The puzzle of Foster
Dr Foster went to Gloucester
In a shower of rain
He stepped in a puddle
Right up to his middle
And never went there again
if only! I found the positive reception to Sir Andrew Foster's report on the further education sector puzzling. It declared that FE had failed to present itself effectively. Truism of truisms, it had made less impact on the public retina or government policy than either schools or higher education. Redefining the mission, simplifying the role and message would lead to better understanding, with less risk of embarrassing failure. But reducing our purposes to skills and employability required some surgical omissions. Sixth form colleges were the first to be let off, because they had a "distinctive ethos".
Tertiary colleges like mine, whose community mission is wider than most, were relegated to Appendix 1 and there was conveniently little reference to personal and community education which government had undertaken to safeguard.
The upshot is that the Sixth Form College Forum sees little point in joining a sector-wide campaign to move forward towards self-regulation. Sixth form colleges now give every indication of wanting to break away.
Meanwhile the big college leaders, differently empowered by Foster, have made it clear they do not need a sector-wide body to represent them and are willing to show leadership from the high ground of skills and employability. Except 157 Group colleges are about much more than Foster. They could end up without an army.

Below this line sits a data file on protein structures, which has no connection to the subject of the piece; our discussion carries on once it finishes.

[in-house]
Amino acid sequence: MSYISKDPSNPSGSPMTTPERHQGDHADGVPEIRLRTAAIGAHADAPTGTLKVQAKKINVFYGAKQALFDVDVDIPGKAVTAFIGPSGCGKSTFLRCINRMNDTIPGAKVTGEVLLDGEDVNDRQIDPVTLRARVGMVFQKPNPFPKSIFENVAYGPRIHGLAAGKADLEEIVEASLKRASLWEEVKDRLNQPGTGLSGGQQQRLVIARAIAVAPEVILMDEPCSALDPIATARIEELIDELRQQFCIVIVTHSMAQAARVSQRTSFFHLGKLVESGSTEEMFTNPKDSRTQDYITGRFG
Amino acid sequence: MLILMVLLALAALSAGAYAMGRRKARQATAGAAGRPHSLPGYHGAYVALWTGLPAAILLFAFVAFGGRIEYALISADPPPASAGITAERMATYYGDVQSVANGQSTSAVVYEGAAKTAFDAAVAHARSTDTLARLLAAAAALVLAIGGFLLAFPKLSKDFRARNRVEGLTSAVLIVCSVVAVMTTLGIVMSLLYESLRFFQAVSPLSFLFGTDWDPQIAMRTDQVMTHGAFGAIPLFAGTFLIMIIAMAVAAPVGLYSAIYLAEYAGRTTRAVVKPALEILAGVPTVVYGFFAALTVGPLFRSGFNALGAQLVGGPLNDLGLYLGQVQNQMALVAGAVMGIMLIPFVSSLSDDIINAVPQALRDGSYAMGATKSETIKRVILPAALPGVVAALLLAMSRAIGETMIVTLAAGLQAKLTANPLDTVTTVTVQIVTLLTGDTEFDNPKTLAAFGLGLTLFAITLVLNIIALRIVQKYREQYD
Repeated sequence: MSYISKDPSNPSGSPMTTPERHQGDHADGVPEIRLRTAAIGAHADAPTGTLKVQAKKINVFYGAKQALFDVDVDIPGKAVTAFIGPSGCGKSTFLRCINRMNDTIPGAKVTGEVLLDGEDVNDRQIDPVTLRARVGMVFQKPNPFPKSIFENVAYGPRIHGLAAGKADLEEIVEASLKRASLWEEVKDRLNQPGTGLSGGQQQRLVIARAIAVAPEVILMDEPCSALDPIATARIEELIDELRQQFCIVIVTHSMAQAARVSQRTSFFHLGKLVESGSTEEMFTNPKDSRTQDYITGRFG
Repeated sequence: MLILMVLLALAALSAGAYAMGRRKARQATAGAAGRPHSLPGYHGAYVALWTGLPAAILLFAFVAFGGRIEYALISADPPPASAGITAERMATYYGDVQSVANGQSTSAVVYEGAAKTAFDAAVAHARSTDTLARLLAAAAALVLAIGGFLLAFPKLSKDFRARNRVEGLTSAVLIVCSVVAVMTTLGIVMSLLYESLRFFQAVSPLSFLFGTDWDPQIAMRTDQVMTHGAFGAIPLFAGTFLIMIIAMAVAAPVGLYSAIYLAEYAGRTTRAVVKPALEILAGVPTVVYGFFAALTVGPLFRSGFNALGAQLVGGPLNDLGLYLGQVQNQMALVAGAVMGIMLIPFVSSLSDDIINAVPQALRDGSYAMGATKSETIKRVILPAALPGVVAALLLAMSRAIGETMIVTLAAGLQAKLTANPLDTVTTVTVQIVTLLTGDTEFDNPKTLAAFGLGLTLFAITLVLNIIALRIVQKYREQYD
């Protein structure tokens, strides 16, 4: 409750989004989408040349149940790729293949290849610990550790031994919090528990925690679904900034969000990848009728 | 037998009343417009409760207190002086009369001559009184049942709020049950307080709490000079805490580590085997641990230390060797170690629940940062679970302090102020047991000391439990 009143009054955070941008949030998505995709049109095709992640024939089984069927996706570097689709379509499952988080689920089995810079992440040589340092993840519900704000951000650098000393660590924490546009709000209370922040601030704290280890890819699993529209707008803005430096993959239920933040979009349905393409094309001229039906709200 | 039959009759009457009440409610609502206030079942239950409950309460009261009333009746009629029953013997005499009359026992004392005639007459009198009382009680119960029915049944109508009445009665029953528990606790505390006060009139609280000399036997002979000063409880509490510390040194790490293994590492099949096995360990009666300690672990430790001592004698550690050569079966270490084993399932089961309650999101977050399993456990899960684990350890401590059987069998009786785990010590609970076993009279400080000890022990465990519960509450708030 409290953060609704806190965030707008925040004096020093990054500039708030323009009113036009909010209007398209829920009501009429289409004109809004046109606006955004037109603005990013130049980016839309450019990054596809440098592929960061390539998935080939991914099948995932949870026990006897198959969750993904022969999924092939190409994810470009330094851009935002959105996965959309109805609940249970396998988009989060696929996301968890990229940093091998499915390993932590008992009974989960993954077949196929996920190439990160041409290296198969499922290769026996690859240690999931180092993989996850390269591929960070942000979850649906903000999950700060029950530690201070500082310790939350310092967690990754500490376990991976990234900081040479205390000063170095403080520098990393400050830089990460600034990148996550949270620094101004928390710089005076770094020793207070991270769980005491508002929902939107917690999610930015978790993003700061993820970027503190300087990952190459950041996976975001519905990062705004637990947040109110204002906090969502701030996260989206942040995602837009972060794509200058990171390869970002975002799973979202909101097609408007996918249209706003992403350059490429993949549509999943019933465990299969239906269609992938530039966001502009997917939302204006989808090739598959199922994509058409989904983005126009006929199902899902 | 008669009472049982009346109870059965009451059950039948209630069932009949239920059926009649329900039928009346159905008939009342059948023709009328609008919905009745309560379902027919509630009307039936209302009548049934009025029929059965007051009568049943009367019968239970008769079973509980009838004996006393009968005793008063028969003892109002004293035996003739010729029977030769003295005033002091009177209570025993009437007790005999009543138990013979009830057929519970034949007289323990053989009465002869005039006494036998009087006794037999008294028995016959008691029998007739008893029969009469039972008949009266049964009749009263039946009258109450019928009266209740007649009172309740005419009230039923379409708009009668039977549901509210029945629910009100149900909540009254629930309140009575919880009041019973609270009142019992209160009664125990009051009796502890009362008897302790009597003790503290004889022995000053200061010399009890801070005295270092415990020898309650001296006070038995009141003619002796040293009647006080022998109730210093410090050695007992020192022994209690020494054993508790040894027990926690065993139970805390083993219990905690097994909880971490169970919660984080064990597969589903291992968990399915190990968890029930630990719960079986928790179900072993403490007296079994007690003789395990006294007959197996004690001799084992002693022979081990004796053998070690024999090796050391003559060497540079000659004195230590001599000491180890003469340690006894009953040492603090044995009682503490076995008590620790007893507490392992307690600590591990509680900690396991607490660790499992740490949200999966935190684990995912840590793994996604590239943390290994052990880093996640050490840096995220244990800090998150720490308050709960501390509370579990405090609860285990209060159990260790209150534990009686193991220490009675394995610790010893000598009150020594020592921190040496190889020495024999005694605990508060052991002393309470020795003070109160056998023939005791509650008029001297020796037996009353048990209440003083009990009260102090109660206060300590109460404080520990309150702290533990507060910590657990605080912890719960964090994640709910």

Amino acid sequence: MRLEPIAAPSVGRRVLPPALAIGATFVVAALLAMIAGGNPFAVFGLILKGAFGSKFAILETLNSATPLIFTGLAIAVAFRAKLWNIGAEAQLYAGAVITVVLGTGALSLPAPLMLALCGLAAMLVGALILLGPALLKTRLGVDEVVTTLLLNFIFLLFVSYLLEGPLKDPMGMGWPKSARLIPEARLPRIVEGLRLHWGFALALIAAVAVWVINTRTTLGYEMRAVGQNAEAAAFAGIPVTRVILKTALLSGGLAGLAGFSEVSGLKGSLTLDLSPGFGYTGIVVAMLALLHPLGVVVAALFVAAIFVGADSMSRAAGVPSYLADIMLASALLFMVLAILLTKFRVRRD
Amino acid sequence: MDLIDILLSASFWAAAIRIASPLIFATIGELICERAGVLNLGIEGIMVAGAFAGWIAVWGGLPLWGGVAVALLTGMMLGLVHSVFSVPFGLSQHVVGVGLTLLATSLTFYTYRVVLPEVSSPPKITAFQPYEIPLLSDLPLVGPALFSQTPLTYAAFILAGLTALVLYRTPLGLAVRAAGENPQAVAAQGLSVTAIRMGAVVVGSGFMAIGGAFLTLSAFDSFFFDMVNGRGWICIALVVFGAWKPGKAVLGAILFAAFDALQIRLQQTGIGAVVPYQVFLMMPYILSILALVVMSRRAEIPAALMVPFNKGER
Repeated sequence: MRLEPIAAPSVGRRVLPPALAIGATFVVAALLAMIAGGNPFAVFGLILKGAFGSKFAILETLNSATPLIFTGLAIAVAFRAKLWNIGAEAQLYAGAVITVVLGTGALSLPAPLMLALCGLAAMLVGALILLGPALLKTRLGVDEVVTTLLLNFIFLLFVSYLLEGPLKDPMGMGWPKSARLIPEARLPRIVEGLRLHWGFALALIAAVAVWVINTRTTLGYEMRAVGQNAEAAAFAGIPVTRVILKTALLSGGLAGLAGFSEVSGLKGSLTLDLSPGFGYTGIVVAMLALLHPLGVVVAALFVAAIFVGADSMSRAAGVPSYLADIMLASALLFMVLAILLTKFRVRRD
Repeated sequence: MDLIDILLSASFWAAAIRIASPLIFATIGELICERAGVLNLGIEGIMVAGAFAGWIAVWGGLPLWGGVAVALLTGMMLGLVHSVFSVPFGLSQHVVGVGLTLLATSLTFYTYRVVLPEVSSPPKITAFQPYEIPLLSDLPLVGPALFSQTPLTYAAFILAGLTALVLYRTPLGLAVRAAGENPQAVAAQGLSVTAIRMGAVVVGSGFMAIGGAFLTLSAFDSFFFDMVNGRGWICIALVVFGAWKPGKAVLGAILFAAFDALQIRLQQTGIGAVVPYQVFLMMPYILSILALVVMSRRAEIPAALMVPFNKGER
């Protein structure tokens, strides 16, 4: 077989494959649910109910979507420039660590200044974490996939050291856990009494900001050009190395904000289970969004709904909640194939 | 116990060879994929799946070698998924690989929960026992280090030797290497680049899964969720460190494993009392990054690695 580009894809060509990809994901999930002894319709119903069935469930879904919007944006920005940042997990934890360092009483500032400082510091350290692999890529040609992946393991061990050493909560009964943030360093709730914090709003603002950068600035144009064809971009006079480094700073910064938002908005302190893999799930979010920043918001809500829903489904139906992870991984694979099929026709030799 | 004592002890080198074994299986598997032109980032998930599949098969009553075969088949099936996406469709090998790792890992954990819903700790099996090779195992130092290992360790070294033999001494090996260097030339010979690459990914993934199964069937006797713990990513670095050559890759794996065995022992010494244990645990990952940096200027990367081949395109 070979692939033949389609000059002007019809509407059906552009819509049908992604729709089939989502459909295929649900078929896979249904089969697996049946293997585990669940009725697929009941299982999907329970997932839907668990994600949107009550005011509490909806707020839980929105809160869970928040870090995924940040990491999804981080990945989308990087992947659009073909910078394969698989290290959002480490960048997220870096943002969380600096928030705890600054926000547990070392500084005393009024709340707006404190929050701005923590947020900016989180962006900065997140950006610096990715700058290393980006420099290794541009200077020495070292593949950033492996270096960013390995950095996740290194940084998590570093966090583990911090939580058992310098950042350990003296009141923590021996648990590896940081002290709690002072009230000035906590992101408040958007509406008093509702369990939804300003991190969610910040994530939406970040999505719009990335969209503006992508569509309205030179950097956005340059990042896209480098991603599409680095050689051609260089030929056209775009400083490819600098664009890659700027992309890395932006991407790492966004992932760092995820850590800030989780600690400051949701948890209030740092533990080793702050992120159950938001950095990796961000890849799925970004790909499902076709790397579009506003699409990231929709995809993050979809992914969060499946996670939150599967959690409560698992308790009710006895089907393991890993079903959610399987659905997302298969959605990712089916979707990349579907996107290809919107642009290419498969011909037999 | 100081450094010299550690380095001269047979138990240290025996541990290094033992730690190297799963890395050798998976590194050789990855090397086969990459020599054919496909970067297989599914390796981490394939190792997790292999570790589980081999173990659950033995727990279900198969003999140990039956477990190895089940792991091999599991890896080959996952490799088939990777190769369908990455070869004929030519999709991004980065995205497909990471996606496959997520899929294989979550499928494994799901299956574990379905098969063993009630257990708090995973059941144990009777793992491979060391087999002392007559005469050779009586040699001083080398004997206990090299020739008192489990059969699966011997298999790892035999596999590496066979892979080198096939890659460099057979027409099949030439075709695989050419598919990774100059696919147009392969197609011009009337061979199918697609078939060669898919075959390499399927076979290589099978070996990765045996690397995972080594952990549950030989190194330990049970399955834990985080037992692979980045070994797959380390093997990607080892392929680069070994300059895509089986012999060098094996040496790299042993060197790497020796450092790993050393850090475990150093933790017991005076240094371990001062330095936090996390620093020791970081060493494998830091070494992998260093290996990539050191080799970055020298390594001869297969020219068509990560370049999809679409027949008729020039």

Gordon Brown's departmental split hammers home the Foster message, enforced by Leitch sixth form colleges aren't really part of the skills agenda, so they can be mothered by local authorities while general FE belongs to skills and will take its paternal beatings from employers. Whoever dares to take a comprehensive view of their community's wider needs is a sissy. So tertiary colleges, at the time of writing, don't even have a godmother.
The omens are not good for the FE sector. At a time when the Association of Colleges is losing its CEO and undertaking its first major review (again provoked largely by Foster), there are question marks over its future, too.
The rot set in in about 2002. The first string of OfstedHMI inspection results in that cycle were uniformly poor, largely in broad-based general colleges. The word got about that colleges were overreaching themselves.
"Concentrate on what you're good at!" This was readily translated into: "Excellence requires specialisation." Ministers' resolve to peg back the college mission was both the background and the mainspring of the Foster enquiry. It duly came to the right conclusion.
A principal was recently explaining to a government minister the activities in which the (tertiary) college excelled A-level pass rates, modern apprenticeship completions, school-college partnerships, motor-vehicle innovation awards etc. "I don't believe you can excel in all those things," he said. "We do," replied the principal. "It's not possible!" insisted the minister as he opened the college's third new building in four years.
Surely, enough general FE and tertiary colleges have by now demonstrated that comprehensive and rigorous management processes can raise standards across the board to nail this lie?
Where do we go from here if the centre will not hold? An obvious answer is to regroup on the diminishing middle ground: "we serve our communities foremost".
Farewell the tertiary college. Long live the community college. Yeats also said: "The best lack all conviction while the worst are full of passionate intensity," but we'll leave that for another day.
Nigel Robbins OBE